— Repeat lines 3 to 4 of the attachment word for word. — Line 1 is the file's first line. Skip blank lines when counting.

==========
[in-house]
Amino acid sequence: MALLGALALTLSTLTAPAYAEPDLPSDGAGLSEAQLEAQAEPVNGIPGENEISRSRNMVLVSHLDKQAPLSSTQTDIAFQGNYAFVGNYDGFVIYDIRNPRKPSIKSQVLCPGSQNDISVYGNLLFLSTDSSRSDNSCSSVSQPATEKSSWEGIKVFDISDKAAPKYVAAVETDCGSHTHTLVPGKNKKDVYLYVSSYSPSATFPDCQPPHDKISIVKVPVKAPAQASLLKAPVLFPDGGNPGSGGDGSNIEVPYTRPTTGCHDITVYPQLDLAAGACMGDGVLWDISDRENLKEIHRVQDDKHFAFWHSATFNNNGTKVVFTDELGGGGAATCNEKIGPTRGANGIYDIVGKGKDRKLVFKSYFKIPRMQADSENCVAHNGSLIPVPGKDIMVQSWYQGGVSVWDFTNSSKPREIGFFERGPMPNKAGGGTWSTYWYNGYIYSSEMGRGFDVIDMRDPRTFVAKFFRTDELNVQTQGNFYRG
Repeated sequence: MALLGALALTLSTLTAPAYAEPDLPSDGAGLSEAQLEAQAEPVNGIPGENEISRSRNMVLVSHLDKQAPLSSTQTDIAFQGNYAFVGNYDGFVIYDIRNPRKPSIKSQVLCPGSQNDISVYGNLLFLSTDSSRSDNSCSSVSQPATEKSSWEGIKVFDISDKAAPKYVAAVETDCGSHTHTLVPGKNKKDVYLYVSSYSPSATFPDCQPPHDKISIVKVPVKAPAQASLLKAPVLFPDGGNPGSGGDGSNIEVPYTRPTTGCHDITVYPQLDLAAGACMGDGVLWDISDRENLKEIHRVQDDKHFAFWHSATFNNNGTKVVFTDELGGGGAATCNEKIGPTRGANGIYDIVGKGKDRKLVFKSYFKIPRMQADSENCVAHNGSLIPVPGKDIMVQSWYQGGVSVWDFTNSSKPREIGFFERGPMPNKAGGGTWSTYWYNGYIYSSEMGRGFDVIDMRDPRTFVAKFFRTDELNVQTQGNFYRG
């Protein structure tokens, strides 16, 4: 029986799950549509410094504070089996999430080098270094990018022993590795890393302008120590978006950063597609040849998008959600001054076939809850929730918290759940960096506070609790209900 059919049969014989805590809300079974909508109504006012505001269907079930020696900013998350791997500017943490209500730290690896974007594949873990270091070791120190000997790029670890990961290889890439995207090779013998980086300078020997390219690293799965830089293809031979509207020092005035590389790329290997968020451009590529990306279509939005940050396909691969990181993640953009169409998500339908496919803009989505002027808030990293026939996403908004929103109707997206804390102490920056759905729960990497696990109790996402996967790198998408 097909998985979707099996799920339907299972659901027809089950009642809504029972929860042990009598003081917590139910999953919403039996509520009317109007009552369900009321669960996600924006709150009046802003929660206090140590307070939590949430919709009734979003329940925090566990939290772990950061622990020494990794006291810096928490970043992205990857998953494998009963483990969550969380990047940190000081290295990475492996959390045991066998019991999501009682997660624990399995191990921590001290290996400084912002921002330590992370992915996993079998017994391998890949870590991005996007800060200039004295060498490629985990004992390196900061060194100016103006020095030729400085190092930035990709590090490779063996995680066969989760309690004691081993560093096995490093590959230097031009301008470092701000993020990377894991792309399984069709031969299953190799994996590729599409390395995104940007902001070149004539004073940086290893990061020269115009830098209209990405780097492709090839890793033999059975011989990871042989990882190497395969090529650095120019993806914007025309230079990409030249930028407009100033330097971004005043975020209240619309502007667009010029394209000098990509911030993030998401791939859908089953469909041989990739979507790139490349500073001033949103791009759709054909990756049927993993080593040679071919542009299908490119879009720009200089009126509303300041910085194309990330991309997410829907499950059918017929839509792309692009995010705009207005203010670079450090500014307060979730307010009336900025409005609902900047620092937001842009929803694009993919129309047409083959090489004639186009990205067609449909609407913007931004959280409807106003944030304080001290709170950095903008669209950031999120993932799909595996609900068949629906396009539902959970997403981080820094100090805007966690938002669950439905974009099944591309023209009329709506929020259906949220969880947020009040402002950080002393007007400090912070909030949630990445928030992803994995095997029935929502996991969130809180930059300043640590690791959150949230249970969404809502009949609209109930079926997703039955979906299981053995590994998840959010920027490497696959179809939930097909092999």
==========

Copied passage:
Repeated sequence: MALLGALALTLSTLTAPAYAEPDLPSDGAGLSEAQLEAQAEPVNGIPGENEISRSRNMVLVSHLDKQAPLSSTQTDIAFQGNYAFVGNYDGFVIYDIRNPRKPSIKSQVLCPGSQNDISVYGNLLFLSTDSSRSDNSCSSVSQPATEKSSWEGIKVFDISDKAAPKYVAAVETDCGSHTHTLVPGKNKKDVYLYVSSYSPSATFPDCQPPHDKISIVKVPVKAPAQASLLKAPVLFPDGGNPGSGGDGSNIEVPYTRPTTGCHDITVYPQLDLAAGACMGDGVLWDISDRENLKEIHRVQDDKHFAFWHSATFNNNGTKVVFTDELGGGGAATCNEKIGPTRGANGIYDIVGKGKDRKLVFKSYFKIPRMQADSENCVAHNGSLIPVPGKDIMVQSWYQGGVSVWDFTNSSKPREIGFFERGPMPNKAGGGTWSTYWYNGYIYSSEMGRGFDVIDMRDPRTFVAKFFRTDELNVQTQGNFYRG
């Protein structure tokens, strides 16, 4: 029986799950549509410094504070089996999430080098270094990018022993590795890393302008120590978006950063597609040849998008959600001054076939809850929730918290759940960096506070609790209900 059919049969014989805590809300079974909508109504006012505001269907079930020696900013998350791997500017943490209500730290690896974007594949873990270091070791120190000997790029670890990961290889890439995207090779013998980086300078020997390219690293799965830089293809031979509207020092005035590389790329290997968020451009590529990306279509939005940050396909691969990181993640953009169409998500339908496919803009989505002027808030990293026939996403908004929103109707997206804390102490920056759905729960990497696990109790996402996967790198998408 097909998985979707099996799920339907299972659901027809089950009642809504029972929860042990009598003081917590139910999953919403039996509520009317109007009552369900009321669960996600924006709150009046802003929660206090140590307070939590949430919709009734979003329940925090566990939290772990950061622990020494990794006291810096928490970043992205990857998953494998009963483990969550969380990047940190000081290295990475492996959390045991066998019991999501009682997660624990399995191990921590001290290996400084912002921002330590992370992915996993079998017994391998890949870590991005996007800060200039004295060498490629985990004992390196900061060194100016103006020095030729400085190092930035990709590090490779063996995680066969989760309690004691081993560093096995490093590959230097031009301008470092701000993020990377894991792309399984069709031969299953190799994996590729599409390395995104940007902001070149004539004073940086290893990061020269115009830098209209990405780097492709090839890793033999059975011989990871042989990882190497395969090529650095120019993806914007025309230079990409030249930028407009100033330097971004005043975020209240619309502007667009010029394209000098990509911030993030998401791939859908089953469909041989990739979507790139490349500073001033949103791009759709054909990756049927993993080593040679071919542009299908490119879009720009200089009126509303300041910085194309990330991309997410829907499950059918017929839509792309692009995010705009207005203010670079450090500014307060979730307010009336900025409005609902900047620092937001842009929803694009993919129309047409083959090489004639186009990205067609449909609407913007931004959280409807106003944030304080001290709170950095903008669209950031999120993932799909595996609900068949629906396009539902959970997403981080820094100090805007966690938002669950439905974009099944591309023209009329709506929020259906949220969880947020009040402002950080002393007007400090912070909030949630990445928030992803994995095997029935929502996991969130809180930059300043640590690791959150949230249970969404809502009949609209109930079926997703039955979906299981053995590994998840959010920027490497696959179809939930097909092999």